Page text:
Chapter 2: A different kind of loss

If the person who died was a family member

I've been there
Nicole talks about supporting Grandparents in grief after suicide loss.(3:22)Video transcript

When my aunt died, I was not allowed to go to the funeral, and it was never talked about. Suicide was not spoken about openly. When I asked about her children, before I could even say their names, my mother immediately changed the subject.

After my brother’s suicide, my sister refused to speak his name. She didn’t even attend the funeral. She had always been my biggest supporter and so, in addition to my brother, I felt like I lost her too.

If the person who died was a member of your family, there may be significant changes and challenges. Differences in how individuals grieve can cause tension.

Families can be both a great strength and a source of discomfort. It can be challenging to balance your needs with those of others in your family where different styles, ages, and personalities exist.

Click on the boxes below to further explore each one.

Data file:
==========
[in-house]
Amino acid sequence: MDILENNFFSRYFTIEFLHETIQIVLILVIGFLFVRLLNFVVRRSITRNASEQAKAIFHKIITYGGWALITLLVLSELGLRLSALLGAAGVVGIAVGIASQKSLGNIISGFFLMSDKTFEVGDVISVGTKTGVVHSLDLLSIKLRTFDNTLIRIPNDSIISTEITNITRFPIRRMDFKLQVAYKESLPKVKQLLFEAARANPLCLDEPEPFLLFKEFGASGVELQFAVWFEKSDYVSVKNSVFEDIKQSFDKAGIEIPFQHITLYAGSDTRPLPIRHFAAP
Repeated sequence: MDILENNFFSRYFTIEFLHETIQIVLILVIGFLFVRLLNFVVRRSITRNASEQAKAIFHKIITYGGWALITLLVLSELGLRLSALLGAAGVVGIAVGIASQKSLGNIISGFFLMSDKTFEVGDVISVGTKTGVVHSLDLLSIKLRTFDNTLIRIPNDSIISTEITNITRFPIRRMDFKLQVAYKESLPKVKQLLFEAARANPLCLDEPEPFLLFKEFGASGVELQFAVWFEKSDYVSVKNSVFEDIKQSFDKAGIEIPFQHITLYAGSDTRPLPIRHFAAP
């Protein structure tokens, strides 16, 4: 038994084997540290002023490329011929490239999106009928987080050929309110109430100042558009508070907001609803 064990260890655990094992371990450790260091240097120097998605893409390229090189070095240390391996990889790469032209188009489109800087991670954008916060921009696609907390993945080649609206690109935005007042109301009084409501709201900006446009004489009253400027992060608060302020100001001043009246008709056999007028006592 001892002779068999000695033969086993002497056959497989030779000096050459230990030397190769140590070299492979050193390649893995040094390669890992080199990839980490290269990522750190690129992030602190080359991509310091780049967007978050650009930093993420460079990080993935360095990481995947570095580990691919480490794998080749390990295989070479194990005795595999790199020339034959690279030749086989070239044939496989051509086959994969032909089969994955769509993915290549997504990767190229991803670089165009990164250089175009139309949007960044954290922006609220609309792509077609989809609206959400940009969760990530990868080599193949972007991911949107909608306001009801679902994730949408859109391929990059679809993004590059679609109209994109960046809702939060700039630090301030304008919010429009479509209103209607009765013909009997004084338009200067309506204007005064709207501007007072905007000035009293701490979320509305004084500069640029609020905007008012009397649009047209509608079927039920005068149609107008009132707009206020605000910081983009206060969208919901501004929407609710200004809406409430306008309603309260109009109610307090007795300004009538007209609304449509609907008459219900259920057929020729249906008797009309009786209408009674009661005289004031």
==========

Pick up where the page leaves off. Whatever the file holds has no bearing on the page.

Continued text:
Changing roles



Roles may shift. For example, if the person who died was a main income earner or a person counted on for advice, who will now fill that role?


How family members grieve



Each person had their own relationship with the person who died, and their grief will reflect that. How each person is affected and how they express their grief can vary a lot.


What can help

  • Keep in mind that it won’t be possible for anyone to completely take the place of the person who died. Others in the family may step up, but not right away.
  • Some family members may not be “available” after the death, either to fill a role or to support others. Figuring out how to adjust roles can be painful and time-consuming, requiring everyone’s patience.
  • Remind yourself that there each of you will grieve differently.  More important than for everyone to agree or be on the same page is for each person to recognize and acknowledge the feelings of others along with their own.
  • Recognize that not everyone will view the person who died or their death in the same way. Some may have knowledge about the person who died that others do not.
  • Try to talk openly and honestly, considering the needs of others.

Helpful resources - Module 11 - When your parent has died - Module 12 - When your child has died - Module 14 - When your grandparent has died